I spent 2018 and the beginning of 2019 leading the Infrastructure teams at Gusto. Before moving on I composed a message to help future Gusto engineers — particularly those who are still in the first half-dozen years of their career and acting as technical leads— understand secure, domain-driven product engineering. This post is an adaptation of that message with some company details elided.
Most software engineering literature assumes you need to process data efficiently. The algorithm-focused, Google-style CS questions that dominate software interviews put particular focus on this — we test candidates on code that works well when data size increases.
In my time leading engineering teams at Square and Gusto I’ve found that this big-data approach to software engineering is a poor fit for many product companies. Rather, product scalability problems are along a different axis: Sprawling domains and massive schemas implementing those domains. These companies face three very specific, very hard problems:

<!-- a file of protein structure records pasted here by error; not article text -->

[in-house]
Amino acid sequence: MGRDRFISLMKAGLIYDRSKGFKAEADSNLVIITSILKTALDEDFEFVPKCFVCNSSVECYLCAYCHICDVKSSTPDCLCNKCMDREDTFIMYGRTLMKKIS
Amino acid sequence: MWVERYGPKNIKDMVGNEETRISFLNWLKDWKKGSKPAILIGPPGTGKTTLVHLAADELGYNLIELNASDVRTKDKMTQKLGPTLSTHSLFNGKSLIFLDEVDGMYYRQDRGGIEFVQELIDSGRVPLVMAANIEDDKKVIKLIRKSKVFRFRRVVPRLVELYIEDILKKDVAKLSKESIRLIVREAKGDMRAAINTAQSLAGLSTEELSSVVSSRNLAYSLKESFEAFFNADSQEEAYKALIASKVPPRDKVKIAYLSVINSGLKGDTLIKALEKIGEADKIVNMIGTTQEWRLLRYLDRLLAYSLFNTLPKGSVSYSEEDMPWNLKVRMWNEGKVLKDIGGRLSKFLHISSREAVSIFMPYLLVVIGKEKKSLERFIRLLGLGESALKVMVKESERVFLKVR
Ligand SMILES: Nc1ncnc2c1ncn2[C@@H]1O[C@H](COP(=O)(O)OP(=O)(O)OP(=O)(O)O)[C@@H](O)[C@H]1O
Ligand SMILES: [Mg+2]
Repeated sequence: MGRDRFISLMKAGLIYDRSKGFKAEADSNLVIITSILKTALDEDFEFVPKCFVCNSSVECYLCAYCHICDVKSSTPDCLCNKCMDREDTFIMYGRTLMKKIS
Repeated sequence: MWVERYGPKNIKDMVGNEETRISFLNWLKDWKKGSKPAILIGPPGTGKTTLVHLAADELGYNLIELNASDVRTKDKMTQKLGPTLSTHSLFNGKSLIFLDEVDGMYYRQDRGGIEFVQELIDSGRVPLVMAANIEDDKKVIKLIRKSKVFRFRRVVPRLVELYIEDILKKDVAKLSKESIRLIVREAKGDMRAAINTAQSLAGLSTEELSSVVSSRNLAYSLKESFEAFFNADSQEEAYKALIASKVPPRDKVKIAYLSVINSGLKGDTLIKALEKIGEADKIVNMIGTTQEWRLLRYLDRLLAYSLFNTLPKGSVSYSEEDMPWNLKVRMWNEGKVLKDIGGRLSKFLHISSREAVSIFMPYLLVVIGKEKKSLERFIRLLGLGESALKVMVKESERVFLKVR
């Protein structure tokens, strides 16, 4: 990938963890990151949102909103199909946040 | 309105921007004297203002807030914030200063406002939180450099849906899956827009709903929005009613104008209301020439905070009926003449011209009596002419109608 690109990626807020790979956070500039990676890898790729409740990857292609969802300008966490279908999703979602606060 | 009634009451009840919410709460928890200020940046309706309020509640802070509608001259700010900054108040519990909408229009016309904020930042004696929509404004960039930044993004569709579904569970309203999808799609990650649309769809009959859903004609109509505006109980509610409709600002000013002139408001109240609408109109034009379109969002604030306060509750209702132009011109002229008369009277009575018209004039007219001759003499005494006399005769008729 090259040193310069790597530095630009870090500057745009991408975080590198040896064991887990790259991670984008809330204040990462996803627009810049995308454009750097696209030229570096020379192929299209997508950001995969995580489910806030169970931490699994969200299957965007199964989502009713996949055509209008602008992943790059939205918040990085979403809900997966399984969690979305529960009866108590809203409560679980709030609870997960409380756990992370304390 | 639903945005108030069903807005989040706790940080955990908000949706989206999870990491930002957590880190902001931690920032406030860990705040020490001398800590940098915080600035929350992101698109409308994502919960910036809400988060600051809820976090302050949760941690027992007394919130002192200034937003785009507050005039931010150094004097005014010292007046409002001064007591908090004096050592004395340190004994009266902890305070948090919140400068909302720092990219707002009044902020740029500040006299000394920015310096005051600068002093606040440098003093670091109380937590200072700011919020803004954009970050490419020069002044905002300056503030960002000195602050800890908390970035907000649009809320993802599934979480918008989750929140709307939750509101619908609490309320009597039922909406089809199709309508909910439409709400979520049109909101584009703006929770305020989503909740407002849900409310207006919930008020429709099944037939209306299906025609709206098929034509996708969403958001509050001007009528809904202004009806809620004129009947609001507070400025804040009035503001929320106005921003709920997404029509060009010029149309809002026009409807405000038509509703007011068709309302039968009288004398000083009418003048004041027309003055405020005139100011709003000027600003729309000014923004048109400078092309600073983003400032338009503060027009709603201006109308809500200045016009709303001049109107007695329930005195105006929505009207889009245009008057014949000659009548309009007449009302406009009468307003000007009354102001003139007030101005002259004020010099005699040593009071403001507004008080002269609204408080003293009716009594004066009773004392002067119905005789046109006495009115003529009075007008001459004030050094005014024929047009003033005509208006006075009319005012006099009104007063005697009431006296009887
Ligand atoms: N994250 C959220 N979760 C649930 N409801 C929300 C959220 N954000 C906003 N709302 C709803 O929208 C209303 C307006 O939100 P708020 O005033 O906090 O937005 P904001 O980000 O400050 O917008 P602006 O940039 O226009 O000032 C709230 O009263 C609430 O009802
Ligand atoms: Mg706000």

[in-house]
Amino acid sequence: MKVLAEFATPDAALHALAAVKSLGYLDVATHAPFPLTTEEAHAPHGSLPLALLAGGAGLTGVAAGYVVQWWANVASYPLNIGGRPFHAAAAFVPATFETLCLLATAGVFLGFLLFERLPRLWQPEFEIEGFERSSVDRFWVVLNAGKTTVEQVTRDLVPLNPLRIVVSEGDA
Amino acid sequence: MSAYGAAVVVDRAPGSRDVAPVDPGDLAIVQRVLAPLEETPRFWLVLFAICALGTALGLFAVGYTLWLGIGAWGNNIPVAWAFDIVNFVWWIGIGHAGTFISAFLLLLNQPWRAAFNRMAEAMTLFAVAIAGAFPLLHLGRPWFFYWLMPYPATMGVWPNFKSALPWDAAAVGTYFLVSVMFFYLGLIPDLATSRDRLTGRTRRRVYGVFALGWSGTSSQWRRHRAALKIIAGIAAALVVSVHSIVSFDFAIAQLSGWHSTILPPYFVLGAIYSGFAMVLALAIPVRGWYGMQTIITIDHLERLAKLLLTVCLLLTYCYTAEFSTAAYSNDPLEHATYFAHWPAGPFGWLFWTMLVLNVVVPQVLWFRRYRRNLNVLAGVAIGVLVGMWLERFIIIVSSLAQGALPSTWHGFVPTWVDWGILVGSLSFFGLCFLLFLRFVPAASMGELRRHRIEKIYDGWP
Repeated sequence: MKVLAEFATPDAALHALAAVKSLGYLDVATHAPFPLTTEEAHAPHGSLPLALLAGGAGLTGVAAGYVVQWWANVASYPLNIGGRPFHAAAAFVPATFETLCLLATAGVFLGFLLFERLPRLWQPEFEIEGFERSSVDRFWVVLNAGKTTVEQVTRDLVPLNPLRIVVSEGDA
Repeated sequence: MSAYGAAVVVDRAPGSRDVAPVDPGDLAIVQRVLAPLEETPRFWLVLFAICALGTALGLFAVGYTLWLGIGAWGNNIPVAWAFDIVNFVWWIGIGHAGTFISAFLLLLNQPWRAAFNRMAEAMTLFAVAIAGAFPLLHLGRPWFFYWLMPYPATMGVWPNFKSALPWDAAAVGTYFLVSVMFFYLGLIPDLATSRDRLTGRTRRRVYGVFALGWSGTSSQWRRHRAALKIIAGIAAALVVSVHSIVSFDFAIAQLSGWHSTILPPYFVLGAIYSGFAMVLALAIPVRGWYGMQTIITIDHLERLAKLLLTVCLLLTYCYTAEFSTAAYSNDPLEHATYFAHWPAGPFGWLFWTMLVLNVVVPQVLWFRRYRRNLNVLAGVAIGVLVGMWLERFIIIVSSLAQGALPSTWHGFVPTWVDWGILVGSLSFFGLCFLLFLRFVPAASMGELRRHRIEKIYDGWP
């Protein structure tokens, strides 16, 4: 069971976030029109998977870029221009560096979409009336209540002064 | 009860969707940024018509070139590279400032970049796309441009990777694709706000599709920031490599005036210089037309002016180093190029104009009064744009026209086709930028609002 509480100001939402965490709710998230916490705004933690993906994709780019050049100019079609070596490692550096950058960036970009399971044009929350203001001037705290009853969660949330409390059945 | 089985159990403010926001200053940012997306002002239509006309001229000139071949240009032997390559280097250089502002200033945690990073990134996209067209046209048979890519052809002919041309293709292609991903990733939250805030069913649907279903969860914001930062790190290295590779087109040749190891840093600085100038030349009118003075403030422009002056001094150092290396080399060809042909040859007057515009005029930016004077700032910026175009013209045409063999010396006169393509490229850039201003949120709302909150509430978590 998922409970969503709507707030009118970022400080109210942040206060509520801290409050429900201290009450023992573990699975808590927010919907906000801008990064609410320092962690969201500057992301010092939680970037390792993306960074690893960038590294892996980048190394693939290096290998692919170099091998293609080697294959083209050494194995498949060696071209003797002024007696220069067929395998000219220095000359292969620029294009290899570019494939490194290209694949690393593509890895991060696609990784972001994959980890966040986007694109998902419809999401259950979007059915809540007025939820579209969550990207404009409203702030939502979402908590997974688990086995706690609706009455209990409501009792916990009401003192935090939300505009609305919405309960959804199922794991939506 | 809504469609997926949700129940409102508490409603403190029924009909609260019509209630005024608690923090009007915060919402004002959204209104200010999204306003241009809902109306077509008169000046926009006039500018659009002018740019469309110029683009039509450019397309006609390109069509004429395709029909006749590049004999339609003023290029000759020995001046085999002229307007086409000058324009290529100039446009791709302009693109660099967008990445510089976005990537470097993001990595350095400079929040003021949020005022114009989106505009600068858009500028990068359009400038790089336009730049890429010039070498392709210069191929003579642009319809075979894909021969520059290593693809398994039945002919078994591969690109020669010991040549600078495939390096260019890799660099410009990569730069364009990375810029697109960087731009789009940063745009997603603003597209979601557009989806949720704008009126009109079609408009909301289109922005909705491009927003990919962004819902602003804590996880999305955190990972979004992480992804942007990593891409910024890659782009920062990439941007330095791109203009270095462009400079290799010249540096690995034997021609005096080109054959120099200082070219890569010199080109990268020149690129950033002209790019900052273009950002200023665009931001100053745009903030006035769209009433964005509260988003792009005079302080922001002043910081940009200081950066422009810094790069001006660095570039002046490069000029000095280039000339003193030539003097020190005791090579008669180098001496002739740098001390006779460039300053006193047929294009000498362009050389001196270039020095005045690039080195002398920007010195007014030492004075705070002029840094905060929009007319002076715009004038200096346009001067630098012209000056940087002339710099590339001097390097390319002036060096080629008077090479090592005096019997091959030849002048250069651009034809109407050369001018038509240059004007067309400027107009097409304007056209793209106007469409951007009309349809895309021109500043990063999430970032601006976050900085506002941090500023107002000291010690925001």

- Correctly modeling the domain
- Creating clear interfaces between parts of the system
- Finding ways to continually accelerate product development speed
Secure, small-data product engineering
This problem isn’t unique to Gusto or Square — there’s a huge set of companies that have small amounts of critical data in complex domains. It’s every fintech company, every product company with a heavy operations arm, and any company trying to model an existing regulatory system.
Here’s a highly inaccurate but illustrative plot of how companies fall on this tradeoff of concerns:
If we’re building Twitter or Instagram we’ll need to process hexabytes of simple information. If we’re building Flexport or Gusto or even Square¹ we’ll be hard-pressed to even find terabytes of information. The scalability challenges are still very real, they’re just along the axes of domain complexity and security.
Welcome to small-data product engineering